Before meeting Christ, both selves have equal claim to be truly you. Your conscience-self that knows God is real and glorious. God’s law is written on your heart. But your vile-self is bent on being his own master, and nothing can cure him.

The battle you can’t lose (Romans 7:14-25) – When the Holy Spirit enters our lives, we are no longer fundamentally two but one. My true self now delights in the law (v.16, 22), desires to do what is right (v.18), and serves the law of God (v.25), and the sin I do now is not really me. “So now it is no longer I who do it, but the sin that dwells within me” (v.17). Yes, we still sin, but the power of sin in me is not part of my truest and deepest self. Sin is now lodged in our outer husk, in our the physical members of our body (v.23), in our “body of death” (v.24).

In another letter, Paul writes, “Therefore, if anyone is in Christ, he is a new creation. The old has passed away; behold, the new has come” (2 Corinthians 5:17). United to the living Christ, we are new people. Our identity has totally changed.

The answer for the Dr. Jekylls of the world is not about pushing down our sinful impulses, nor is it about letting them run free in private online worlds. It is about confessing our wickedness, placing all our trust in Christ to save us from our sin, and then believing—according to God’s promise—that we have become new people.

“So you also must consider yourselves dead to sin and alive to God in Christ Jesus” (Roman 6:11). Paul does not say we are dying to sin (a process). He does not say we should die to sin (a command). He said that because we are intimately united with the risen Christ, because His resurrected life flows in our veins, we should consider ourselves already dead to sin.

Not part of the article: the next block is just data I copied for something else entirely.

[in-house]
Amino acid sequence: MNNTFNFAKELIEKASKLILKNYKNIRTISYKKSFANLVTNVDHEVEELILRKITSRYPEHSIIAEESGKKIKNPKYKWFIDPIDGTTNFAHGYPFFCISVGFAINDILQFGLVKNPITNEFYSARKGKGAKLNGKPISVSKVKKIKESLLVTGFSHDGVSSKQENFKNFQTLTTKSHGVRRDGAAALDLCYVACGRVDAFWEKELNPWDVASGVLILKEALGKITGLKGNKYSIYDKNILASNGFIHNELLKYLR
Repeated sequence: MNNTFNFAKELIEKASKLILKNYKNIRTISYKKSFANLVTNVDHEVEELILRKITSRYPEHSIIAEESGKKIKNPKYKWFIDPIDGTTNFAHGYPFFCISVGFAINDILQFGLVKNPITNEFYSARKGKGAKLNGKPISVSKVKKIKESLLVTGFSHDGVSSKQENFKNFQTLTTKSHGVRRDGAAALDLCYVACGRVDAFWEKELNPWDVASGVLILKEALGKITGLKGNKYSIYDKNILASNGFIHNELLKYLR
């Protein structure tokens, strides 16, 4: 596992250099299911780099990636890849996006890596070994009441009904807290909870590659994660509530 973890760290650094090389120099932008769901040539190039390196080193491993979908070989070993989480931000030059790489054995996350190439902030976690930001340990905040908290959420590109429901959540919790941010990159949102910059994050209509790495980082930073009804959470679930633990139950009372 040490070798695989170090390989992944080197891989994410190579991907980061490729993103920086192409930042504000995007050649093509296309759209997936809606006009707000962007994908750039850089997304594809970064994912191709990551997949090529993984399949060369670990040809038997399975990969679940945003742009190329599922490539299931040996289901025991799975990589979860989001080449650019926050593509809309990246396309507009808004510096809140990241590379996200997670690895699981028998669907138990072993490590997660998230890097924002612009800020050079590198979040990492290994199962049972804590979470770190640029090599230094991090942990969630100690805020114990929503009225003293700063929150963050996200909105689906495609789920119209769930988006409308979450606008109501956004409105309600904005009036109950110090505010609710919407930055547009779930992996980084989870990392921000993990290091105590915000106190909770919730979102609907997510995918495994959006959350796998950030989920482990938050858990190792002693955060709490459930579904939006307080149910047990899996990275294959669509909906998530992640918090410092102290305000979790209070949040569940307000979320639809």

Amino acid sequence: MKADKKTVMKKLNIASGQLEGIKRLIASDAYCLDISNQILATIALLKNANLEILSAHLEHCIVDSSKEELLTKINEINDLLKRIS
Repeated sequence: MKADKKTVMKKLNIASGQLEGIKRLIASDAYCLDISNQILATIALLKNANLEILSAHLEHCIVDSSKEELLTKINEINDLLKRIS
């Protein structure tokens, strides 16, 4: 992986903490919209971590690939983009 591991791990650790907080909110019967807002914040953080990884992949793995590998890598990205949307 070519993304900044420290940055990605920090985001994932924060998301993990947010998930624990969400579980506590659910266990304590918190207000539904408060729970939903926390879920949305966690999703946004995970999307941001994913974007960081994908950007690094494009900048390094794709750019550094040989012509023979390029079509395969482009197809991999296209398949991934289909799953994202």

The word translated “consider” is an accounting term: it means to add something up, to take stock of something. When a child adds up how much money is in her piggy bank, at the end of the counting she doesn’t have any more or less in the bank than when she began. The only thing that has changed is her knowledge about the value of what is there. This is what Paul means. You already believe these basic gospel truths—Christ died to sin’s power, He rose from the dead, and the Spirit of the risen Christ lives within you—so now reckon it to be true; reconsider it; meditate on it; get the idea of your new identity deep into your soul.

As much as porn feels alive to you, if you are in Christ, you are dead to porn. The Spirit of the living God is in you.

Your Brain on Porn

If you are in Christ, you are an entirely new person. You still live in the old husk, but in your deepest self, you are a new creation. In the continuing battle, you now fight from a new identity, believing that Christ is bringing life to your mortal body and that one day Jesus will finish the job.

* Images are taken from the 1920 film Dr. Jekyll and Mr. Hyde starring John Barrymore (public domain).